These days people call it viral marketing, contaigon theory – whatever.
In the past it was called mythology, wisdom, old wives tales, etc.
As I mentioned, I am in New Orleans. I promised my daughter I would get her a photo of The House of the Rising Sun (her casio keyboard has a demo of The Animals song in the songbank). However…
Nobody in New Orleans has ever heard of the song
Nobody seems to know if the House ever existed
Nobody knows whether it was a jailhouse, a bar, a slave station, a brothel – or something else?
Most historians seem to think it is an English folk song taken to the USA in the 18th Century and eventually grafted to the New Orleans setting.
When I think about the brands I wonder how much fact there is in the history. I also wonder whether it matters.
My highlight of the AMA – a showcase of some of the best marketing in the USA – was a case study by Niels Schillewaert on the Consumer Consulting Board. It showcases the power consumers have in guiding business – classic C2B marketing that places a value on the consumer – an example of the consumer shaping the direction of a business and being rewarded for their proactivity.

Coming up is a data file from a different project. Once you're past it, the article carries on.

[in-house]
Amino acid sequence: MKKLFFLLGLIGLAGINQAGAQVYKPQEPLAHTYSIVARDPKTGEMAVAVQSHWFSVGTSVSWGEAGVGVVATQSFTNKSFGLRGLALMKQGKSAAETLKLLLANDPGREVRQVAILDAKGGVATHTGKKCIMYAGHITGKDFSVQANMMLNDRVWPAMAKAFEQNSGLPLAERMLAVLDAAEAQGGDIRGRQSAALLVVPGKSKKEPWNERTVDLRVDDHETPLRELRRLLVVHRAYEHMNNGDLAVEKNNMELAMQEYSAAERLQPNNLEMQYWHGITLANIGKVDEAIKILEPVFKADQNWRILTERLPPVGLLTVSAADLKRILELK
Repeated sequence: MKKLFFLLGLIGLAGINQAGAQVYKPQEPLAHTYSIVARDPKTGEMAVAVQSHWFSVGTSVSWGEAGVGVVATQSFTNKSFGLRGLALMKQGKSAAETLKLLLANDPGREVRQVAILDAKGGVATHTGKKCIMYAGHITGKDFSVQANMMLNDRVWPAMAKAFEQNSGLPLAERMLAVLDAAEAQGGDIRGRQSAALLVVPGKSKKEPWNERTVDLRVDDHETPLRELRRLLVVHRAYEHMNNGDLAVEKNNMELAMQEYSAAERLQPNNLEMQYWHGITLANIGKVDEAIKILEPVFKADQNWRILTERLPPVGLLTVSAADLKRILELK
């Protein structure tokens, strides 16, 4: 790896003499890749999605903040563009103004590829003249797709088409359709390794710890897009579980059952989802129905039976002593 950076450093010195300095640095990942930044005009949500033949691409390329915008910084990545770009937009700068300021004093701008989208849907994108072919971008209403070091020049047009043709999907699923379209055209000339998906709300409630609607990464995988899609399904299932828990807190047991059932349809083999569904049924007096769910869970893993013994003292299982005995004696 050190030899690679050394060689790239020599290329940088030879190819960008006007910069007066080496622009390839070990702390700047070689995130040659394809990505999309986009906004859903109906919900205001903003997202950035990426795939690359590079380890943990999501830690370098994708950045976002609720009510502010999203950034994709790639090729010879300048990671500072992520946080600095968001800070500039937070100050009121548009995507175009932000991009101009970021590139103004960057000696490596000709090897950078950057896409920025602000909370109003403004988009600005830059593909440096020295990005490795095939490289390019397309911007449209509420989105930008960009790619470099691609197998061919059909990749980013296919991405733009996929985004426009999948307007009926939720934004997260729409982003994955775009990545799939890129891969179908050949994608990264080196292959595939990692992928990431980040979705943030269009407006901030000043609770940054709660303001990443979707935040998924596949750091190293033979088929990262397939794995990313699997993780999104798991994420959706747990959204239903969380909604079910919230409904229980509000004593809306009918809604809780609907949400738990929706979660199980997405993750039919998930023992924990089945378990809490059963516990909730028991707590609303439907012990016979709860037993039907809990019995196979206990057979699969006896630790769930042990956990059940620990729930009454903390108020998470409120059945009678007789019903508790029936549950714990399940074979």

A single powerful insight can transform a brand, spread an idea, shape the future – the rise in digital means this can happen every day more quickly. It also makes it harder for the idea or insight to spread.
Which circles back to the beginning … the good wives tales that have a root in a brand or product truth will last the test of time – even if we can’t trace the root.
Coca Cola is the same … 2 billion mouths a day, nobody knows where the name came from, a secret, perfect recipe – but the brand mythology is a critical part of the identity.
Muddled thinking, fuzzy logic – it demonstrates that marketing is still an art. Even in this age of data science the artistry is essential – just as it was in the days of Scott Joplin, Louis Armstrong, Fats Domino and The Animals.